The Blacklisted Journalist Picture The Blacklisted Journalistsm

(Copyright 1998 Al Aronowitz)


From: Jack Saunders
To: "''"
Subject: Big Texas Tenor
Date: Fri, 9 Jan 1998 05:33:33 -0000

Didn't know James Clay was dead until I read your piece on David Newman, which mentions "recently deceased hardluck story James Clay."

I think that's me, only I'm not dead yet. I am a Wewahitchka, Florida writer.

Supposed to go to New York, they say.

Faulkner didn't.

Well, Faulkner went to Hollywood. And he went to New York on business.

I'll go to New York on business. When they send for me.

I am waiting for the mountain to come to Mahomet.

I used to hear Clay and Fathaid do their tenor battle scene at Woodman Hall, in Dallas.

Also remember Jack Ruby's Carousel, where Candy Barr was one of the strippers. They sent her to jail on a marijuana charge, thinking she would rat out her gangster boyfriend, but she did her time like a stand-up guy.

I believe there's a Candy Barr web site. 50s porn nostalgia. Donkey films. Fraternity parties. I was a GI then, and not a college boy.

In fact, when I was a college boy I wasn't a college boy.

That's what I'm writing about now. Having just finished writing about my tours in Waco, Texas, and Okinawa.

I like your idea of writing a column a month on the Internet.

I am writing a column a month this year. Only each column is book-length.

I can't find a publisher for my book either, and give it away, like you do.

I haven't opened a home page on myself and put my book online. I'm hoping to find a publisher to do that.

Roland Kirk said anything you have to do, you have to go on and do yourself.

I have day job, and my employer is conservative. Plus, in my book, I reveal that I am in violation of a couple of their policies, written and unwritten. I don't want to confront them with my contumacy, since I don't make jack shit writing and am too old to find another job as good as the one I have.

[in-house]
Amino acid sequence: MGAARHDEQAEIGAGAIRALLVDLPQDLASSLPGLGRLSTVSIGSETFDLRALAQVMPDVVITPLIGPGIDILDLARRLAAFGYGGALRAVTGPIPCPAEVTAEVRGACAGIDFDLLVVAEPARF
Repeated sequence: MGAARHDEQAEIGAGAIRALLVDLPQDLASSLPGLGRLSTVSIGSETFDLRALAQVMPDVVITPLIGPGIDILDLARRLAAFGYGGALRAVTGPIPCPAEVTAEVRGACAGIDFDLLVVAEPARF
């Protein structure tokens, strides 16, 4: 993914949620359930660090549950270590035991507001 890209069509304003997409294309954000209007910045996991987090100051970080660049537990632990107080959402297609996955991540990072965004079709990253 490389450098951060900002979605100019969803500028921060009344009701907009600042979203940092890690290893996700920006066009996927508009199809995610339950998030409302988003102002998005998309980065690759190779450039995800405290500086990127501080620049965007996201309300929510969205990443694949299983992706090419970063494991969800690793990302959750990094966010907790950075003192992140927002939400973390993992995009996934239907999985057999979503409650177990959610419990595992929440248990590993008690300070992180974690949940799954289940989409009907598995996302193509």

If I could make a technical writer's wages writing enema verite, I'd make the leap. If I can't, I'm better off staying in the closet.

So I have this ambivalence about attracting attention to myself.

I both have to, if I'm ever to get out of the box I'm in, and can't, if I want to support myself and my family. Want to and dare not.

I think it's a common dilemma for creative people. Most people resolve it before my age, and opt for the life of the bohemian scuffler or the bourgeois strainer. The two are in equipoise in me, fighting it out for my earthly vehicle.

I write about the result.

Set up and resolve such antinomies in my life.

That is, like a John Coltrane solo, I don't resolve it, but blow chorus after fertile chorus. Elvin Jones said once in Philadelphia he played one song for three hours.

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JUNE 12, 1998

From: "David Roche"
Subject: concerning event in central park 6/12-6/13
Date: Mon, 29 Dec 97 12:37:11 PST

Attn: Al Aronowitz. I've been a three decade or longer fan of the beats. At the present time I'm in school, in my next to old age, and I'm doing eight credit of study on the beats. your information has been , or I should say, will be, very helpful.

I wouldn't mind reading some of my poetry at the 6/12/97 event. Just a couple weeks before Bill Burroughs died I watched 'A Junkies Christmas' and was inspired to write this poem:

William S. Burroughs

He's cool
the prince of cool,
he's more than cool
he's cold,
as cold as ice,
dry ice,
he has liquid N20
running in his veins.
He's so cold he muses,
"I must be dead, oh well,"
and deliberates no longer
on the matter.

If you'd like to use this poem all I ask is that you mention my name as the author and possessor to all the rights due to an author.

Thank you for your time and God bless.

David H. Roche E Mail to

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Date: Fri, 09 Jan 1998 05:25:27 -0800
From: Charles Potts
Subject: Funding and parameters

Thanks for the update on the Best Minds. I think just honoring Allen Ginsberg would give the operation a tighter focus and draw just as many people. Adding Burroughs, and or the entire beat generation, and pretty soon you'll be doing a retrospective of the 1950s and 60s. Ok perhaps, but difficult to draw to. As someone once described by his art teacher as either the last beatnik or the first hippy, I'm slightly younger and focused on other examples. As for funding, have you contacted Ferlinghetti? or New Directions? as Ginsberg's publishers, they stand to benefit from the attention through increased sales.